New GST Bill will hold Facebook, Twitter responsible for hosted content: IAMAI


NEW DELHI: The new Goods and Services Tax Bill will put online intermediary platforms such as Facebook, YouTube, Twitter and online review websites in a precarious position because it holds them responsible for the content they host, said the Internet and Mobile Association of India.

“The new GST Bill clubs all intermediaries as ‘agents’ who ‘carries on the business of supply or receipt of goods and/or services on behalf of another'(emphasis added) and clubs these entities together with commission agents, brokers, etc,” said IAMAI in a statement.

The safe-harbour provisions under Section 79 of the Information Technology Act, 2000 say that barring certain conditions, “an intermediary shall not be liable for any third party information, data, or communication link made available or hosted by him”.

This means that services that host third party content- Facebook, Twitter, LinkedIn, Zomato and so on- are not liable for the contents uploaded or posted  by users under the said provision.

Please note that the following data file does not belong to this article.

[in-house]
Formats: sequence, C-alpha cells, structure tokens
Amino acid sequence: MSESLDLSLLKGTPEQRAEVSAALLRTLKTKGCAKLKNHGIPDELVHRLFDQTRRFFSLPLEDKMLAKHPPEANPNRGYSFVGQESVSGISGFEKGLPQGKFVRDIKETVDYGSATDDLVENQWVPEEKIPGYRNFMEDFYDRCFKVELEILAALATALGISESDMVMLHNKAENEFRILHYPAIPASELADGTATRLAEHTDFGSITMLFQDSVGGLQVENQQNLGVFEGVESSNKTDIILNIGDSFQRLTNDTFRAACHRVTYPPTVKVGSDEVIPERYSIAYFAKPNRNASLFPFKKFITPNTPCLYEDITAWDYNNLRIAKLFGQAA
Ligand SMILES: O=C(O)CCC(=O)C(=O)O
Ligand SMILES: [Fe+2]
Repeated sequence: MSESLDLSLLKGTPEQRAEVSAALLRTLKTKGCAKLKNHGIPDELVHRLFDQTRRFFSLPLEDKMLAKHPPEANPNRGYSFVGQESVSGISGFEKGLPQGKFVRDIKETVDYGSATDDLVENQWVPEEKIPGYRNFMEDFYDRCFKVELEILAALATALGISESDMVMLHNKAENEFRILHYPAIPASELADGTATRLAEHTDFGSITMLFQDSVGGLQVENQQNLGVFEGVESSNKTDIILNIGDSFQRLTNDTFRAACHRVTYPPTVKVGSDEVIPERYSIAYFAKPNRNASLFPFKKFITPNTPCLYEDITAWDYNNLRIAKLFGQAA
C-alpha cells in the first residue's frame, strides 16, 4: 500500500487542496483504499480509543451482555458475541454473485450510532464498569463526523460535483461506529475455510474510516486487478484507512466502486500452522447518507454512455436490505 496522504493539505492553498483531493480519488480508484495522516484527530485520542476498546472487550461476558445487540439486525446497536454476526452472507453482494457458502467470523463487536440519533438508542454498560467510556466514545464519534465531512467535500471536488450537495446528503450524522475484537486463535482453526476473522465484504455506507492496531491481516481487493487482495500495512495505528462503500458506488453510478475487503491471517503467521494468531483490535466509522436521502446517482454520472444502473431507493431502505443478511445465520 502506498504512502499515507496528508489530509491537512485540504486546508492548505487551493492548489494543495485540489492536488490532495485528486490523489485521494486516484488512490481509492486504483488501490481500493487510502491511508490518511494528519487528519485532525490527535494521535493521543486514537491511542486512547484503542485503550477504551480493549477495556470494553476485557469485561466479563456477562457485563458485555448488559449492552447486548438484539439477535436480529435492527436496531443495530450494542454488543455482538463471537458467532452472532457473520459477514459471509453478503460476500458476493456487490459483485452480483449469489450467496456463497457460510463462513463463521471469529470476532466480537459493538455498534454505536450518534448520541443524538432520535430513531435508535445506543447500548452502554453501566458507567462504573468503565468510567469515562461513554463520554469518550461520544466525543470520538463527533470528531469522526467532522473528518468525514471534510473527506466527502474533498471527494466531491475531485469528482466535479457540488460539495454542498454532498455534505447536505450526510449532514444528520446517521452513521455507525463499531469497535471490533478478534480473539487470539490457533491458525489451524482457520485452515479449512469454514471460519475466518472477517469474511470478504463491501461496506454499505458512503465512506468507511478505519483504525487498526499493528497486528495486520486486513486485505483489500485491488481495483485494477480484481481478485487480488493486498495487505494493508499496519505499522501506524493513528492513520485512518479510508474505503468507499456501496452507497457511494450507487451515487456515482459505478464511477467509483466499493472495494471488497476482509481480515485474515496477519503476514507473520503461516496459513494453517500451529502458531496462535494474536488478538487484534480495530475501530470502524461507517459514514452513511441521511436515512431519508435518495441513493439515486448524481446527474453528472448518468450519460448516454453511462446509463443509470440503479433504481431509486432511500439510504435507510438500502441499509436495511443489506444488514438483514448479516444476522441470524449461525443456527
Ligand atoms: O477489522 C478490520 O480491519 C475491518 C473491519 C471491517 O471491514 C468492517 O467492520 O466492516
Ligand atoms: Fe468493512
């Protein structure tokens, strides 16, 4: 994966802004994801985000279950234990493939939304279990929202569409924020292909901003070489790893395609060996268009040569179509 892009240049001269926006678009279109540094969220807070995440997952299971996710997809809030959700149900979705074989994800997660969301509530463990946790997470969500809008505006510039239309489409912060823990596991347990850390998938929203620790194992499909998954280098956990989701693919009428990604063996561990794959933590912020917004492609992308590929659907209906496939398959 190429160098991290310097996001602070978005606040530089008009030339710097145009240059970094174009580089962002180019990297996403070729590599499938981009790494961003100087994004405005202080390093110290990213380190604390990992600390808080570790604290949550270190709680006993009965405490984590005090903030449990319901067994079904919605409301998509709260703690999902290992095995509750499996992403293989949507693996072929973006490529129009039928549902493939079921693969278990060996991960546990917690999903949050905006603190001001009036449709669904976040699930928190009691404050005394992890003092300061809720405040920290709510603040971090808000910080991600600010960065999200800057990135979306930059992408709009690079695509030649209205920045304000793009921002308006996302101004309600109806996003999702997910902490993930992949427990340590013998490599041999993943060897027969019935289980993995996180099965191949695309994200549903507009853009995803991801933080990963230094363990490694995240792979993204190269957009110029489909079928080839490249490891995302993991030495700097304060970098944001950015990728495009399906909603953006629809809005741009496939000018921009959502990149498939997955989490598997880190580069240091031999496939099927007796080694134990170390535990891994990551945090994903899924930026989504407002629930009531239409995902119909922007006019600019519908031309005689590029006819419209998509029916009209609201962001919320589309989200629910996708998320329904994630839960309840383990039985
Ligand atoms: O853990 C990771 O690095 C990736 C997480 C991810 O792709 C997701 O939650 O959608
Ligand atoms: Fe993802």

However, the new GST Bill identifies an agent as “a person who carries on the business of supply or receipt of goods and/or services on behalf of another, whether disclosed or not and includes a factor, broker, commission agent, arhatia, del credere agent, intermediary or an auctioneer or any other mercantile agent”.

According to the Bill, these websites and platforms are identified as agents acting on behalf of users and hence will be liable for all videos hosted on its platform.

“This would effectively stop free and easy hosting services that the platform offers. Similar restrictions would be applicable for other services like social networking sites, online marketplaces, etc. In short, doing business in India just got complicated for Internet Service providers,” said IAMAI in a statement.

The IAMAI will be detailing over this week, the issues of concern to internet economy in the new GST Bill.

“The provisions for intermediaries in the New GST Bill are in clear contradiction with the provisions for ‘digital intermediaries’ as recognised by the IT Act, 2000,” it said on Tuesday. “If the internet economy is really expected to gain momentum in India, the government needs to address this inconsistency by reinstating the ‘digital intermediary’ and ‘safe-harbour’ provisions for the sector,” the industry body added.


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